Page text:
"I feel a great sense of gratitude toward the law school for the important role it has played in my career."

Bethesda, Maryland

Duane “Bud” Vieth (1947 J.D.) attributes much of his success to being in the right place at the right time.

For him, the UI College of Law was one of those “right places”—and now he’s decided the time is right to give back to the college.

Bud knew that IRA funds are some of the best assets to use for charitable gifts because of their tax impact. So using some of his IRA assets, which had accumulated beyond his needs, Bud recently made a substantial lead gift to establish the N. William Hines Professorship Fund. Although Bud had originally planned on a deferred gift, a unique tax-free circumstance enabled him to give the IRA funds outright.

In turn, Bud’s gift honoring Hines’s retirement after 28 years as dean of the UI College of Law encouraged other friends and colleagues to give to the professorship, making it a community effort.

Says Bud about his generous contribution, “I feel a great sense of gratitude toward the law school for the important role it has played in my career. I always believed in doing something in return.”

Like many of his contemporaries, as a young man, Bud took time out from studies to serve in World War II. By the time he attended law school, he says, “I was older than the average law student is today. At that time, the school was exploding and didn’t have enough professors to handle all the students.” To meet the demand, legendary law dean Mason Ladd hired recent grads from Ivy League schools to join the Iowa faculty. “Many of them were only a year or two older than I was,” says Bud, “and some, like Bob Hunt, became my good friends.”

When it was time to look for a job, Hunt suggested that Bud try the relatively new law firm of Arnold, Fortas & Porter in Washington, D.C. Thanks to his tip, Bud became the eighth lawyer hired by the firm—where he practiced for more than 40 years, specializing in antitrust and trade regulation, corporate and securities, and litigation. He served for 17 years as managing partner and later as chairman, until his semi-retirement in 1989. The well-established law office now boasts hundreds of lawyers, and offices in six cities, including London and Brussels. The firm honored Bud by establishing a scholarship in his name in the UI College of Law.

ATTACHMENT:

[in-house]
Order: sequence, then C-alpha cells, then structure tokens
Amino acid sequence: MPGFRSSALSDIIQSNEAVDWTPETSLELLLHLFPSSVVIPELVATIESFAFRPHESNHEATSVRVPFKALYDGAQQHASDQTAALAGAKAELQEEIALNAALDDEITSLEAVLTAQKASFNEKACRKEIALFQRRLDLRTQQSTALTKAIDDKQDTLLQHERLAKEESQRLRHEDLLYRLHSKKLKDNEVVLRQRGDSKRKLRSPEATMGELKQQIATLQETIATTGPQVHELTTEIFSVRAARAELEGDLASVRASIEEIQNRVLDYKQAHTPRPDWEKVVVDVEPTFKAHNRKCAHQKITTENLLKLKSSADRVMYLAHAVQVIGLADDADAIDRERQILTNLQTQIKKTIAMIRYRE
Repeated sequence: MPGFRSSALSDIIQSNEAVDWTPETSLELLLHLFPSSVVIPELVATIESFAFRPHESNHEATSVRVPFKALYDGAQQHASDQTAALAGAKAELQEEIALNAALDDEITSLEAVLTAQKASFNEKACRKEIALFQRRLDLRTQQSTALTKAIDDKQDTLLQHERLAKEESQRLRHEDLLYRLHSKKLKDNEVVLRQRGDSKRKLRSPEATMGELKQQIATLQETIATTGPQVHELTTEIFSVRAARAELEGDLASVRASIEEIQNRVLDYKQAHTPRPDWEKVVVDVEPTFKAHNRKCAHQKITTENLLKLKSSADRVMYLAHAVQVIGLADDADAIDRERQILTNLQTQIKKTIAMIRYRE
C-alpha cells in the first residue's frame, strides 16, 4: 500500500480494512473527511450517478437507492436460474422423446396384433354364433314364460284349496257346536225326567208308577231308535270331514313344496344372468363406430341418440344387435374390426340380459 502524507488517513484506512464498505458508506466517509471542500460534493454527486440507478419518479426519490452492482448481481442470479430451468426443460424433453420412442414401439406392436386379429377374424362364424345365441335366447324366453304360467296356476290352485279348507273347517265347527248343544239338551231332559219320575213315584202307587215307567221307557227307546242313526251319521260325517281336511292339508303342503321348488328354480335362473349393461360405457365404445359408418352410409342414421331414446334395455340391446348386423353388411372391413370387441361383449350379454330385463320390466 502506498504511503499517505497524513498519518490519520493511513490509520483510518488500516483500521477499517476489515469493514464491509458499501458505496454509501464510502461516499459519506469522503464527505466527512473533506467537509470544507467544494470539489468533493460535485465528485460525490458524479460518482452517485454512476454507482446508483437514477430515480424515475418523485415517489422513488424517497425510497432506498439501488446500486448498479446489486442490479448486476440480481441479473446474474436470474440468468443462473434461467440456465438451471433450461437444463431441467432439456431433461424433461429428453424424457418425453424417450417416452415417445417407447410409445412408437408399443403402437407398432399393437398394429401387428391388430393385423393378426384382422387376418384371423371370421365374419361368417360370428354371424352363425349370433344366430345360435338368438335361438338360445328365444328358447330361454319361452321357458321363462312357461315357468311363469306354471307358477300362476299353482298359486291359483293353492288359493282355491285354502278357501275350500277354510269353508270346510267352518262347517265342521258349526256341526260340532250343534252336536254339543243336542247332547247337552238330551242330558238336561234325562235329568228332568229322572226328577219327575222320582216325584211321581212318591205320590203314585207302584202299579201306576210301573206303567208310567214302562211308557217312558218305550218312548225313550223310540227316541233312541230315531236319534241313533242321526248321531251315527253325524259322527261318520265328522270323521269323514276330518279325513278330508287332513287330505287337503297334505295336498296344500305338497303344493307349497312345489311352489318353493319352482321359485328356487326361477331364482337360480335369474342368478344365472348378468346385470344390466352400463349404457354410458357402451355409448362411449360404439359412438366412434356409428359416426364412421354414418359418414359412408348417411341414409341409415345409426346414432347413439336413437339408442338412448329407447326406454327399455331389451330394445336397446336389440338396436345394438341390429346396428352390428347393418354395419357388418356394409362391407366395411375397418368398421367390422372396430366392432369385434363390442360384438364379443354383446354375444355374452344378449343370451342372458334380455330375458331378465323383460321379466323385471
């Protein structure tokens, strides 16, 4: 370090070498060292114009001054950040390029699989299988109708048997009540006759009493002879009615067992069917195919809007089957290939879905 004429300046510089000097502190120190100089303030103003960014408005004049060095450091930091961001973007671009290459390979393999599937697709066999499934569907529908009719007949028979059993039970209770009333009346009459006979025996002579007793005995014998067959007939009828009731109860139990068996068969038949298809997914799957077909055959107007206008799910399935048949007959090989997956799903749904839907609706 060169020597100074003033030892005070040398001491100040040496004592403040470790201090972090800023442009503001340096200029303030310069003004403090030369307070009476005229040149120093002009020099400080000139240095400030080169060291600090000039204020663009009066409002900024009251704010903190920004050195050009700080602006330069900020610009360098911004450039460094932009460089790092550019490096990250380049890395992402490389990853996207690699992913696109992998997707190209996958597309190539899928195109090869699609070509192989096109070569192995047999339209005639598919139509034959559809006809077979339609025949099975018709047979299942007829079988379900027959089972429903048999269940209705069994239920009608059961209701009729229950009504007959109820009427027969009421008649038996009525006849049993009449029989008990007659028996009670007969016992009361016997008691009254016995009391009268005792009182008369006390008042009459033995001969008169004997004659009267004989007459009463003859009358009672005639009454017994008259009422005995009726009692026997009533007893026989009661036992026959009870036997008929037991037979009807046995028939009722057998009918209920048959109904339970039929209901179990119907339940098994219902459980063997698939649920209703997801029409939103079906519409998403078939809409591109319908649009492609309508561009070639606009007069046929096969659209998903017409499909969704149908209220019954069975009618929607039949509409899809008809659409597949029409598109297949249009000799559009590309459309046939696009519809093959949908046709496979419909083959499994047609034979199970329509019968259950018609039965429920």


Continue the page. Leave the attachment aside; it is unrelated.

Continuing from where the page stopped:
Characteristic of his low-key nature, Bud’s own gifts to the college have created two awards named in honor of others. In addition to the Hines Professorship, he established The Hunt Prize in American Legal History, commemorating Professor Robert S. Hunt, the good friend and mentor who helped get his law career started.

Bud’s gift of IRA assets to establish the Hines Professorship remains his main legacy at the University. “Bill Hines was an outstanding leader, and I was delighted to contribute in this way,” says Bud, who served with Hines on the Law School Board of Directors for many years.

These generous contributions will help ensure the future excellence of the college that gave Bud the right start—which makes them just the right gifts at the right time.